Sen. Kristen Gillibrand (NY-D) is calling out the negotiators of the congressional budget bill. According to Politico, Sen. Gillibrand’s concern is over legislation reforms to the congressional sexual harassment process.
Sen. Kirsten Gillibrand (D-N.Y.), whose sweeping rewrite of Hill harassment rules counts 30 Senate co-sponsors, said she was “appalled” that leadership in both chambers would not address the issue in the spending bill.
“It begs the question: Who are they trying to protect?” Gillibrand said in a statement. “I can’t think of any legitimate reason to remove this language other than to protect members of Congress over taxpayers and congressional employees.”
Sen. Gillibrand proposed reforms back in December that would create more transparency surrounding elected officials and workplace harassment violations and settlements.
The changes, which include an end to secret settlements involving members of Congress unless a victim requests they be kept private, comes amid a firestorm of allegations of sexual harassment leveled against powerful men across a variety of industries.
According to Politico, Sen. Gillibrand is putting pressure on the potential Senate attempt to nix important aspects of the bipartisan reform hammered out in the House, including who pays out congressional sexual harassment settlements and discrimination settlements.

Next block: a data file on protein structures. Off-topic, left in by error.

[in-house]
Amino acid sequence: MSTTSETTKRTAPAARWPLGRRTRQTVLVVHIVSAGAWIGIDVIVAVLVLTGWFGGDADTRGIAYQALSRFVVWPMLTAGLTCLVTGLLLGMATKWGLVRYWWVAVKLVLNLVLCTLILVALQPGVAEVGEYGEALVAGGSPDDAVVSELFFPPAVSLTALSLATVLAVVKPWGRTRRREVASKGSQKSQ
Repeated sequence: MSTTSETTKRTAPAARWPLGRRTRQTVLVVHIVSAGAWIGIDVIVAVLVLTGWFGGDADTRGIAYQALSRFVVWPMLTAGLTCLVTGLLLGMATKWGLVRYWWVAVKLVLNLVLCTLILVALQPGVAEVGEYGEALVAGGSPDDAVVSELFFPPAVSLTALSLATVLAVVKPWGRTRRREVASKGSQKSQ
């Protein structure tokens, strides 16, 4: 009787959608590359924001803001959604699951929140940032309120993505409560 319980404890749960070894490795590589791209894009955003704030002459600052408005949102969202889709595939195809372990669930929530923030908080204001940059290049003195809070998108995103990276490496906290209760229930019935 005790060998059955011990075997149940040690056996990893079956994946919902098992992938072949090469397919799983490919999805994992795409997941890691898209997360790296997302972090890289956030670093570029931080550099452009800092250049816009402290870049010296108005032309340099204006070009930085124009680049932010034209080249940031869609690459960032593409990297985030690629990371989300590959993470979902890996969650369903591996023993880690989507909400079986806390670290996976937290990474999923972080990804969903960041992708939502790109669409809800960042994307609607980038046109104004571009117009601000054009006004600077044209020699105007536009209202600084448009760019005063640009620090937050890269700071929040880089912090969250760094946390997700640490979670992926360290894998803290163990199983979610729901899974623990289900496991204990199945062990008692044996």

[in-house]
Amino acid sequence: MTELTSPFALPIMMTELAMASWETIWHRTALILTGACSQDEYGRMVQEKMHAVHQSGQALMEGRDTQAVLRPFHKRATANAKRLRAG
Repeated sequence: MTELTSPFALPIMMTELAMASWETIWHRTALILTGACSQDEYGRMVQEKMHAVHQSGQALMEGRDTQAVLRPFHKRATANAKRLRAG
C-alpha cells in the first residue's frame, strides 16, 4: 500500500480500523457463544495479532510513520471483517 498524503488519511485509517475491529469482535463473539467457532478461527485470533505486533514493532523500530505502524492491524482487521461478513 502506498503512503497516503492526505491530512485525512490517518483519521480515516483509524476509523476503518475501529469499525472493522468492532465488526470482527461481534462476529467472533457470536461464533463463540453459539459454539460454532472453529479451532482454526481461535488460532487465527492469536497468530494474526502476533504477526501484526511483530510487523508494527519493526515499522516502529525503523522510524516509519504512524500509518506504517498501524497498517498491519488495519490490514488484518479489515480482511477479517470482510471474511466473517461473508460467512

House Democrats are blaming their Senate colleagues for the eleventh-hour change, saying a push by Senate Democrats to weaken language related to discrimination settlements is behind the standoff.
The House bill as passed would require lawmakers to pay for both sexual harassment and discrimination settlements out of pocket. But Senate Democrats want to nix the discrimination provisions, a “dramatic weakening of the bill,” according to one House aide.
Senate Democrats say that this is not true. And while the Politico article is slightly conflicting in how it goes about pointing fingers at “Senate Democrats” while Mitch McConnell’s spokesman defensively responds in a way that sounds like Sen. McConnell is a big part of this muddying of the waters, the overall point is clear—the sexual harassment and discrimination reforms agreed upon months ago are in jeopardy.